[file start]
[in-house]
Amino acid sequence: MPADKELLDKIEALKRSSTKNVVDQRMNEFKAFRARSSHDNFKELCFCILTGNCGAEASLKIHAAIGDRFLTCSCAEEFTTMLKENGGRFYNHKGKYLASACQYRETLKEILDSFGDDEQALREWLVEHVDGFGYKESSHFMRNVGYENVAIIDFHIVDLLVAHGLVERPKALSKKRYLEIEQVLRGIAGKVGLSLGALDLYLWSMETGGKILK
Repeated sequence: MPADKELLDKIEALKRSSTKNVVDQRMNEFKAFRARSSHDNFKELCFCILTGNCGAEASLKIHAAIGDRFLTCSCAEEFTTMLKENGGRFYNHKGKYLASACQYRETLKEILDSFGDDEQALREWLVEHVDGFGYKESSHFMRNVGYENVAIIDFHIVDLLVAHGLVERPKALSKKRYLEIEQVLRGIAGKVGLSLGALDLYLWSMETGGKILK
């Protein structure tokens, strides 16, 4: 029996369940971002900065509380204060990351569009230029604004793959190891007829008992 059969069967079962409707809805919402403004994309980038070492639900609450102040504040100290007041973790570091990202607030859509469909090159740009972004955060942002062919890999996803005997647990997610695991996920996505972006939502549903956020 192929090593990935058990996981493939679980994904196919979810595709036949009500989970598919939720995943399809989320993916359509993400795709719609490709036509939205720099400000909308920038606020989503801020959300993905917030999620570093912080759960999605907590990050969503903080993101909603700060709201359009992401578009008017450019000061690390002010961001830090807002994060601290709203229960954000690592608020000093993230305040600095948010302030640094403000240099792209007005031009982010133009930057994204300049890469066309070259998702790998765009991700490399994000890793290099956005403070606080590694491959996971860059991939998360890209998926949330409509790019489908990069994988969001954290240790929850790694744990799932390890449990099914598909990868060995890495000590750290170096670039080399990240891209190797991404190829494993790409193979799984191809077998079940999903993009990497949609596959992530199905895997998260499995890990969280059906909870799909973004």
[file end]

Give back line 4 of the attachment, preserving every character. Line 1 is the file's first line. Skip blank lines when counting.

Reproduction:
């Protein structure tokens, strides 16, 4: 029996369940971002900065509380204060990351569009230029604004793959190891007829008992 059969069967079962409707809805919402403004994309980038070492639900609450102040504040100290007041973790570091990202607030859509469909090159740009972004955060942002062919890999996803005997647990997610695991996920996505972006939502549903956020 192929090593990935058990996981493939679980994904196919979810595709036949009500989970598919939720995943399809989320993916359509993400795709719609490709036509939205720099400000909308920038606020989503801020959300993905917030999620570093912080759960999605907590990050969503903080993101909603700060709201359009992401578009008017450019000061690390002010961001830090807002994060601290709203229960954000690592608020000093993230305040600095948010302030640094403000240099792209007005031009982010133009930057994204300049890469066309070259998702790998765009991700490399994000890793290099956005403070606080590694491959996971860059991939998360890209998926949330409509790019489908990069994988969001954290240790929850790694744990799932390890449990099914598909990868060995890495000590750290170096670039080399990240891209190797991404190829494993790409193979799984191809077998079940999903993009990497949609596959992530199905895997998260499995890990969280059906909870799909973004």